Saturday, September 27, 2008

Mining Gold

Perhaps you all are tired of hearing the Scrollworks tales. I've never had any experience like this before. Almost daily I have some encounter that touches my heart deeply. To me, this is a sign that we're doing something right. I want to share that feeling with you.

As I was getting in the car at the office, a lady came up to ask me about free music lessons. She has taken in three street kids who have been living with her for the last three years. She would love to give them music lessons--something they long for--but she can't stretch her budget any further. (She was on her way into the thrift store.) I gave her a brochure and the low down on Cave9. She said, "This sounds too good to be true! We'll be there tomorrow!" I cried all the way to Cave9. And I got angry as I unloaded the car. Then I went back to the office for a second load of instruments. (Last night I dreamed that a clerk was giving me a hard time so I grabbed his arm and squeezed. He was surprised at my strength. I told him I was a roadie for Scrollworks.)

When I finally was loaded in at Cave9, Brandon came in. It was well before opening time, but he took the trombone upstairs and played for a minute. Then he came down to talk. He said he'd put a CD for sale ($9.99!) on the internet. He explained that it started out as electronic music of his own composition, but ended up being mostly him playing the trombone. He's going to ask Bill Gates to promote it for free. (!)

Brandon asked me if anyone would come that could play duets out of the method books with him. I said I didn't know. Later, Thurston came and pulled out his sax. He's a middle schooler that plays sax and violin. Wonderful kid. Brandon asked him to come upstairs. They sat side by side for more than an hour, working their way through the method books. At one point they spent some time clapping rhythms. When I asked Thurston if he wanted a lesson, he said he'd gotten one from Brandon. So Thurston, who goes to private school, felt he learned something about music from an almost-indigent, slightly askew trombone player in a stained shirt. And Brandon, who frightened everyone with his strong rejections not too long ago, patiently shared his knowledge with a child.

Thurston's sister, Shaina, came in a little later. She spotted a young girl that she'd worked with on flute a few times. They hugged and broke out their flutes. They worked for a long time. As they finished up, Shaina bought this young lady one of our fund raising lollipops as a reward for good progress.

Two little girls came in with their grandmother for their piano lessons. They sit at the keyboards practicing until someone can get there to teach them. Nick finally got to work with them. Afterwards, he went to talk to their grandmother to tell her that these tiny girls are making excellent progress. He never compliments unless it's deserved. He went back to teaching. The grandmother started to cry. She thanked me for what we are doing. She said the girls' mother has MS and that these music lessons enrich the whole family in a special way. I gave her a hug.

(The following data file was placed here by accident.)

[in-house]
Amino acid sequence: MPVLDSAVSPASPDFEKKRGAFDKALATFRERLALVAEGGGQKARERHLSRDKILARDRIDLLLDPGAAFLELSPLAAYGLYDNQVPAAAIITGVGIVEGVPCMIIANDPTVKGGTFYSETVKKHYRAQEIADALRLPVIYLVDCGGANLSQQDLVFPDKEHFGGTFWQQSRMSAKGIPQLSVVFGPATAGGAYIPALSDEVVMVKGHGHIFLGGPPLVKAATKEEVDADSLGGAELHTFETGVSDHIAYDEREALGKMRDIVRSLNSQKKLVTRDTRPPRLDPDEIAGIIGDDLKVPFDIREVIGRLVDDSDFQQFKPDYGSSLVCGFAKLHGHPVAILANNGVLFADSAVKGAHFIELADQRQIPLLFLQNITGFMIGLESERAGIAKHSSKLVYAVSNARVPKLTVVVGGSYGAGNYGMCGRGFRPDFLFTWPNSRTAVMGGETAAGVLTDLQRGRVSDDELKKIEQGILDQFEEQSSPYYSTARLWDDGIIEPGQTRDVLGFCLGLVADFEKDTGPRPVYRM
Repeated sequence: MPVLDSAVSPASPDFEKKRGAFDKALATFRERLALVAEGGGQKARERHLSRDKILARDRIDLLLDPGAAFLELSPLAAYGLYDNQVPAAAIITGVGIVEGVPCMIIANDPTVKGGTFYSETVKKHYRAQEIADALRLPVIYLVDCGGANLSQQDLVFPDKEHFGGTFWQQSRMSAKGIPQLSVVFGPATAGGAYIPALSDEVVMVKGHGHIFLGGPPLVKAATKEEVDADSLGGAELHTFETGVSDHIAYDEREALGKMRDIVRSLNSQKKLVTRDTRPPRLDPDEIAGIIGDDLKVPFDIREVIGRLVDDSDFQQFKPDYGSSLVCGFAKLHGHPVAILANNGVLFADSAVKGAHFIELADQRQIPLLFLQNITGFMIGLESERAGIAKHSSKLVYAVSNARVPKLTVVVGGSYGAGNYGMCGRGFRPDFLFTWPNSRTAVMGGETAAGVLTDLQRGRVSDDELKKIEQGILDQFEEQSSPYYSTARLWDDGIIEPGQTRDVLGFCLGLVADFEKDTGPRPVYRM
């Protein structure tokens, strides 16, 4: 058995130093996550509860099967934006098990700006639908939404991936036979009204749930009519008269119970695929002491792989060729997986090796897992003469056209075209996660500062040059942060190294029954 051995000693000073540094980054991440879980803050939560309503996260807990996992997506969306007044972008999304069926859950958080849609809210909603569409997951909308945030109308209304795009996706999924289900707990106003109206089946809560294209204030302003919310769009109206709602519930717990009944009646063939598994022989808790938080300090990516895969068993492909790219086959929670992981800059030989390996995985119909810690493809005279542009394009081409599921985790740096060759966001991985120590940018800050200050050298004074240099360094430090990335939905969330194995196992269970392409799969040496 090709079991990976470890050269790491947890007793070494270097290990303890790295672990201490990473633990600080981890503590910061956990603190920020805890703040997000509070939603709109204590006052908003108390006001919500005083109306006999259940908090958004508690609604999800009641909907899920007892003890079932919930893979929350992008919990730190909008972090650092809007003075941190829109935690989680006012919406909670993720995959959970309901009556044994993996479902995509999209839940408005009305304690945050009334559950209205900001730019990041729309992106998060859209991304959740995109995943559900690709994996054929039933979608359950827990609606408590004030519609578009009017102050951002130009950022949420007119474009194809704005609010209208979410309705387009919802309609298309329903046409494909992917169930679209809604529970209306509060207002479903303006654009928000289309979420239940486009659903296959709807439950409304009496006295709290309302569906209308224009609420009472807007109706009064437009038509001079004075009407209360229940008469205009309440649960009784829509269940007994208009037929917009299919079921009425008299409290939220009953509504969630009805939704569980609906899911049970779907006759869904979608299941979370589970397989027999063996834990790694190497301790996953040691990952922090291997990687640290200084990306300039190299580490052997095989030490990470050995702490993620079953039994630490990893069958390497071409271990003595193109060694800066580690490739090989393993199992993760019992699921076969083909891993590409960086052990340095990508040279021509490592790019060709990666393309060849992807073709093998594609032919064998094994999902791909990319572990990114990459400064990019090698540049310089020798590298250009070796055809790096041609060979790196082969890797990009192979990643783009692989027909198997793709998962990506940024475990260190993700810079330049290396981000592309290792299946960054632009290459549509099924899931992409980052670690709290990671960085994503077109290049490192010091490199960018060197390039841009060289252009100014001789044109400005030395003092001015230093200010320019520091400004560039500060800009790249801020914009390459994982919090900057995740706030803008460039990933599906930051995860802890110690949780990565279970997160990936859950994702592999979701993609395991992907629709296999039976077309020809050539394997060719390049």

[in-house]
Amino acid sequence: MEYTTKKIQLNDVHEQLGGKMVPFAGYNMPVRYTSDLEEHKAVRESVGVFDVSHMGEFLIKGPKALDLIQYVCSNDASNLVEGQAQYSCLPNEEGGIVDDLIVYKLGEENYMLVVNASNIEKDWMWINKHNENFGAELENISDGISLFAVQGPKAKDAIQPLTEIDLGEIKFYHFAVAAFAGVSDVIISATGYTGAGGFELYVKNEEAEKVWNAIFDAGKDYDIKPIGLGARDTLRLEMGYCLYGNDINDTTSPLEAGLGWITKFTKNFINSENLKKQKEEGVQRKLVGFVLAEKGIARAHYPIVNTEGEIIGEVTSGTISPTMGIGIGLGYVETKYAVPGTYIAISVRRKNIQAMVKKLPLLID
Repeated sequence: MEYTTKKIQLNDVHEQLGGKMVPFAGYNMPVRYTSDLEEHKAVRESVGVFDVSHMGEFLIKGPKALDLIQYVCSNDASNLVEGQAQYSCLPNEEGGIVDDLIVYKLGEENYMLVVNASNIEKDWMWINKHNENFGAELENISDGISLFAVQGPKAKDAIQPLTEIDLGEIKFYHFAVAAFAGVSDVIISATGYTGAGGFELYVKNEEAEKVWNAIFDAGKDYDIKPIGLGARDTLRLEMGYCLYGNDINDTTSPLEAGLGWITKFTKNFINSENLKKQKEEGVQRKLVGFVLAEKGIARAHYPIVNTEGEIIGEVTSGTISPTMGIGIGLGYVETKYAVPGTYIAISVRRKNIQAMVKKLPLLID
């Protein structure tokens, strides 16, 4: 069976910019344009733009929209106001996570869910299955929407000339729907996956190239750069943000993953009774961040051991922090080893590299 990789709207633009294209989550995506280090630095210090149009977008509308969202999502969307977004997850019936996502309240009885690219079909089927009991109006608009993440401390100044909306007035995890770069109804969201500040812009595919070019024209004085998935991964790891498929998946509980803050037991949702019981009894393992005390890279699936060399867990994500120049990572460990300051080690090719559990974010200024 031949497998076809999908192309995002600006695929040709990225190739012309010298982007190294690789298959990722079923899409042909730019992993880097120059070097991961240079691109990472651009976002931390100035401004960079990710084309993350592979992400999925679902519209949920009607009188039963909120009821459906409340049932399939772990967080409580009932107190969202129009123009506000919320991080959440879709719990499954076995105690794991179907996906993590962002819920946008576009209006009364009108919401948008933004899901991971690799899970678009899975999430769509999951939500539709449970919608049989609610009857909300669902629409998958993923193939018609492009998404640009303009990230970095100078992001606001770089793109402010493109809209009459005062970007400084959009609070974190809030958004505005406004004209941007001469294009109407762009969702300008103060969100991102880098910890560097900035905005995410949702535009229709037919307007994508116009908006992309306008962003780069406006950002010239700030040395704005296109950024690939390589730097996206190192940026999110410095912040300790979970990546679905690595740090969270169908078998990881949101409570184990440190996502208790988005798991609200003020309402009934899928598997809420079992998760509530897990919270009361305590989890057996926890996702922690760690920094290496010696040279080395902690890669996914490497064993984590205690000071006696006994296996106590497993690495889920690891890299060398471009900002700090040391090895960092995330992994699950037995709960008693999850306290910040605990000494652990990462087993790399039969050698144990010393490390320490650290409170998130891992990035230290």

Rick Nance, who we just met last weekend, substituted for Jimmy. He protested that he plays classical guitar and wasn't sure he could teach beyond that. He walked in the door with two students already setting up the electric guitar and bass. I told him to dive in, he'd be fine. And he was. He taught continuously, often grouping two or three students together or alternating between individuals on opposite sides of the stage. One of our regulars, a mom who brings her daughter for piano, said he offered her a new way to memorize the notes: say them out loud as you play. That seemed to be a breakthrough for her. (That's why Nick advocates swapping out teachers every so often.) Rick obviously felt at home. Having only briefly spoken to Nick last week, he ran up and grabbed a pencil out of Nick's hand to mark some music and then threw it back. Nick loved it.

Macey Taylor dropped by after a recording session to check us out. I waved my arms a bit. He offered to teach drums and I accepted. Nick was very grateful as the kids had put together the drum set rather haphazardly and were having a great time making their own explorations of rhythm. I noticed some of the good drummers come in from the housing project. Macey told me as he was leaving that he was really impressed by some of these kids. He'll try to come back today.

Once Claudia arrived, she was busy teaching violin constantly. She finally had our tiniest violinist at her station. His grandmother and I watched as Claudia worked on his posture, moving his feet, hands, shoulders. She gently adjusted everything over and over until his body adapted to the positions. We were so busy that we taught well past 6. I turned around and noticed that Claudia was still teaching this little boy. It'd been more than an hour. He's only 6, but he and Claudia were totally focused on teaching and learning. I reminded Claudia of the time and she was shocked.

I didn't have time to take photos yesterday. I hope I've made some pictures in your head. I hope you can feel the power. Nick and I talked for a long time afterwards. He said that Cave9 is a gold mine. He isn't even remotely thinking about money. He's thinking about music. He's thinking about community. A community music gold mine. Having some experience in gold mines (real gold mines, seriously!), I'd agree.

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